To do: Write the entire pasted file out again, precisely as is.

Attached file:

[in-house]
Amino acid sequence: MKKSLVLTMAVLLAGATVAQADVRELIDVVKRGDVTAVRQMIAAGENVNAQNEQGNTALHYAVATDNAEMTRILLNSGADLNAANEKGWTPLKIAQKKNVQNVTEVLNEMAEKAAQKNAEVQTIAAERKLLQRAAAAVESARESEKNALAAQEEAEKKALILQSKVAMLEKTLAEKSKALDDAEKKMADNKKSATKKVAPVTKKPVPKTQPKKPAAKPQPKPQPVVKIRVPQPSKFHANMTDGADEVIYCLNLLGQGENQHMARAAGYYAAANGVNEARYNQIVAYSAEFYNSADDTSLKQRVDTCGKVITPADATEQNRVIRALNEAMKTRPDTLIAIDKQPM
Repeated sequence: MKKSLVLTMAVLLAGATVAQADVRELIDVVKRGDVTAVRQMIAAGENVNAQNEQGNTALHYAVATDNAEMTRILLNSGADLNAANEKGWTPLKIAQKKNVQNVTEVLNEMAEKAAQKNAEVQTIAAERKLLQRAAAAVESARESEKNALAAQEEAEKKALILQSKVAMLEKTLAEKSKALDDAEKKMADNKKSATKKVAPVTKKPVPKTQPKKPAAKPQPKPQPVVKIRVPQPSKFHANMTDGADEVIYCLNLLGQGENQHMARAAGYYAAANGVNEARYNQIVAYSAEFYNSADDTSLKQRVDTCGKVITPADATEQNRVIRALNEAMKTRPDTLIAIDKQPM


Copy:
[in-house]
Amino acid sequence: MKKSLVLTMAVLLAGATVAQADVRELIDVVKRGDVTAVRQMIAAGENVNAQNEQGNTALHYAVATDNAEMTRILLNSGADLNAANEKGWTPLKIAQKKNVQNVTEVLNEMAEKAAQKNAEVQTIAAERKLLQRAAAAVESARESEKNALAAQEEAEKKALILQSKVAMLEKTLAEKSKALDDAEKKMADNKKSATKKVAPVTKKPVPKTQPKKPAAKPQPKPQPVVKIRVPQPSKFHANMTDGADEVIYCLNLLGQGENQHMARAAGYYAAANGVNEARYNQIVAYSAEFYNSADDTSLKQRVDTCGKVITPADATEQNRVIRALNEAMKTRPDTLIAIDKQPM
Repeated sequence: MKKSLVLTMAVLLAGATVAQADVRELIDVVKRGDVTAVRQMIAAGENVNAQNEQGNTALHYAVATDNAEMTRILLNSGADLNAANEKGWTPLKIAQKKNVQNVTEVLNEMAEKAAQKNAEVQTIAAERKLLQRAAAAVESARESEKNALAAQEEAEKKALILQSKVAMLEKTLAEKSKALDDAEKKMADNKKSATKKVAPVTKKPVPKTQPKKPAAKPQPKPQPVVKIRVPQPSKFHANMTDGADEVIYCLNLLGQGENQHMARAAGYYAAANGVNEARYNQIVAYSAEFYNSADDTSLKQRVDTCGKVITPADATEQNRVIRALNEAMKTRPDTLIAIDKQPM